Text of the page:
Na­tion­wide man-hunt ends in Henry County

The Covington News - - Local News -

About 4:30 p.m., Rachael, my wife, heard a dog bark­ing and a man’s voice shout­ing, “Hey, hey.” Our son, Danny walked past me near the kitchen ta­ble, cracked the door to the car­port and said, “Two men are headed this way; one of them has a gun.”

I looked out the win­dow, and it hit me that the one in front was Knowles. “That’s him,” I said. Lock­ing the door, I hur­ried every­one into the front bed­room. Rachael said, “Don’t you want to call the po­lice?”

“No,” I said. “We’ve got to set up some way to de­fend our­selves; there’s no gun in the house.” Danny ran to the kitchen and re­turned with a butcher knife. That’s when Becky Stonecypher rang our phone to tell us about the man­hunt. She asked that her chil­dren stay with us. The men started yelling and des­per­ately knock­ing on the door. I told Becky the men were at our door, the chil­dren screamed; I lost con­tact with Becky.

“Hit the floor; stay down,” I said. Rachael di­aled Henry County po­lice. That was be­fore 911, and how she knew the num­ber is a be­yond me; she had never called the po­lice. She gave me the phone, and I said to the dis­patcher, “This is Clif­ford Brew­ton at the pas­to­rium on Crum­b­ley Road, the man you’re looking for is at our door.” His crisp, com­mand­ing voice said, “Don’t let him in.”

By now Knowles and the other man were mov­ing from door to door, try­ing to get in. Becky rec­og­nized one as Terry Clark, a neigh­bor across the street, not aware that the man with him was the fugi­tive. She yelled out the win­dow, “Get away from there, you’re scar­ing those peo­ple to death.”

Clark shocked her by say­ing, “Call the sher­iff.”

The 27-year-old hospi­tal main­te­nance worker had spot­ted Knowles be­hind his house with a gun, bleed­ing. Terry went in­side to get his shot­gun. He later found later that as he turned around, Knowles tried to shoot him but the gun mis­fired. Com­ing out, Clark told Knowles to drop the weapon, and be­gan call­ing across the street, just yelling for some­one, any­one.

Those were high-toned and high tide mo­ments.

Knowles slowly dropped the shot­gun he had stolen in a house nearby. They headed for the pas­to­rium. As Knowles neared our door, he peered in­side our Buick in the car­port. No doubt, wheels were turn­ing in his mind.

Af­ter Clark asked Becky to call the po­lice, the two moved on, stop­ping a mo­ment to get Knowles a drink of wa­ter from a hose and giv­ing him a cig­a­rette. Jeff, Becky’s son, had al­ready handed his dad a gun, but Becky told Joe to stay in­side. He’d watch; if needed, he’d come out shoot­ing.

Less than three min­utes passed since our call to the po­lice. It all ended, when po­lice of­fi­cers Paul Rob­bins and Billy Payne seized Knowles at the front steps, hand­cuffed him face down and stood him up. Clark softly spoke to the law­men, “Don’t hurt him.”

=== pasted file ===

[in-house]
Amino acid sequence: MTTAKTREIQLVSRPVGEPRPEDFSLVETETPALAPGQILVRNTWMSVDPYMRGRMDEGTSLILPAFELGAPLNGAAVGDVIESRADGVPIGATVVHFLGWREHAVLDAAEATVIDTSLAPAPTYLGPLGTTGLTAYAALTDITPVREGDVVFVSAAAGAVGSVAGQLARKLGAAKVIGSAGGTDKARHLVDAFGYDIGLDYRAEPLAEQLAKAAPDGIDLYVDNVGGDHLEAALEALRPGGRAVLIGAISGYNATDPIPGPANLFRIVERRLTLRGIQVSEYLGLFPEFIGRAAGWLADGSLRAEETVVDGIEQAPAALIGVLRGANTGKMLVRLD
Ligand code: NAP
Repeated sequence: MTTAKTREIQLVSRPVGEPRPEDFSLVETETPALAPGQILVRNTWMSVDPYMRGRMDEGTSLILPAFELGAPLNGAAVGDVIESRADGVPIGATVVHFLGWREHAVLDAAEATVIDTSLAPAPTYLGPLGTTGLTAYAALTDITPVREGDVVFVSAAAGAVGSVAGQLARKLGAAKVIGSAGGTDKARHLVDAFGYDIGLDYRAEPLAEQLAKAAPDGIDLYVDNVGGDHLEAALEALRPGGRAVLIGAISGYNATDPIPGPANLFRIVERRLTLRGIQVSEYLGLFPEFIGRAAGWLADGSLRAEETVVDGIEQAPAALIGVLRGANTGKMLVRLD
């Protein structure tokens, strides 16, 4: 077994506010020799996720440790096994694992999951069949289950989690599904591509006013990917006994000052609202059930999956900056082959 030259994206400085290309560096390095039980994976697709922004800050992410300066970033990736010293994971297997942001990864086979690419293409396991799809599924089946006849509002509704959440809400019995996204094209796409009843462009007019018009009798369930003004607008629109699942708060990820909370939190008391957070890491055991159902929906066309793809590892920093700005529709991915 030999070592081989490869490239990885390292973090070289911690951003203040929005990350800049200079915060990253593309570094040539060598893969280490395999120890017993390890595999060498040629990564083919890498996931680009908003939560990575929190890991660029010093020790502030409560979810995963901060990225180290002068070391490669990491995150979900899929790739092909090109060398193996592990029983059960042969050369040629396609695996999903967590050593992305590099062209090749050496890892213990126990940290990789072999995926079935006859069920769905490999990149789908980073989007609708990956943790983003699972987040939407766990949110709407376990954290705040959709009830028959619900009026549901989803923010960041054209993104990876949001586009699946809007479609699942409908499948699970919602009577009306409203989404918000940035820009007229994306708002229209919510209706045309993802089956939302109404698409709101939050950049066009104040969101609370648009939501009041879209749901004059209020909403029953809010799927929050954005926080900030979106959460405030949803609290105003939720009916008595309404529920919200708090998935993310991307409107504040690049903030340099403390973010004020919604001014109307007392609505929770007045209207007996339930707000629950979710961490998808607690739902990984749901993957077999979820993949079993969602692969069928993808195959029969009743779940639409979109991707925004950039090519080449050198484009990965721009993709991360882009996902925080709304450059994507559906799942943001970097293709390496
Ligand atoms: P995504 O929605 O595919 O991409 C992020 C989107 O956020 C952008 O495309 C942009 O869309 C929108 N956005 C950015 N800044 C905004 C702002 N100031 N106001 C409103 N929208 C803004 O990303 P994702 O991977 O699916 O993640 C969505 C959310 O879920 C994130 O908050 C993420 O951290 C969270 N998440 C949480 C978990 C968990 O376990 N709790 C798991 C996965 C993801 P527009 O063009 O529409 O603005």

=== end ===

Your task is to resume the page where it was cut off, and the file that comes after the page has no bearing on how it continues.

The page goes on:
Becky opened the door. Stand­ing face to face with Knowles, he looked at her with a bizarre, fixed gaze that seem to spell re­venge as an army of FBI and GBI agents, state troop­ers, TV cam­era crews and law­men from far and near flooded the yards.

Never had there been a scene or event like this in the his­tory of Henry County.

In any calamity, there is some­times a hero— the right per­son who does the right thing. This time it was the easy-go­ing, mer­ci­ful, Terry Clark.

Looking back, Rachael said, “If things had not worked ex­actly as they did, any of us could have been Knowles’ next mur­der vic­tims.” Like ev­ery­thing else that hap­pens, I be­lieve it was all meant to be.

Whether it was the re­al­ity of who this beastly crea­ture was, the fear of what might have hap­pened had he got­ten in­side, or the sheer shock of the un­prece­dented cap­ture— we’ll never know. All we know is, that when in­tended, we had lived through some­thing we could never for­get.

Knowles was se­cretly taken to the Dou­glas County jail while ev­i­dence was gath­ered.

Then Knowles of­fered to lead Sher­iff Earl Lee, and GBI agent Ron­nie An­gel to Henry County, to find in the woods the mur­der weapon that be­longed to the slain Florida pa­trol­man. On Dec. 18, 1974, they mo­tored out In­ter­state 20 for Henry County. Knowles, skill­fully opened his hand­cuffs with a gem clip, raised up, and reached over into the front seat for Sher­iff Lee’s re­volver. There was a fierce strug­gle for the gun; the car ca­reened off the ex­press­way and smashed into a fence. Knowles was shot and killed by Ron An­gel in the fran­tic fight.

An evil wind had blown across Amer­ica had ceased when “he who lived by the sword,” met a weird twist of jus­tice.

The irony of des­tiny is that at the high­est point of in­cor­ri­gi­ble re­bel­lion, it is but a step from swift over­throw.

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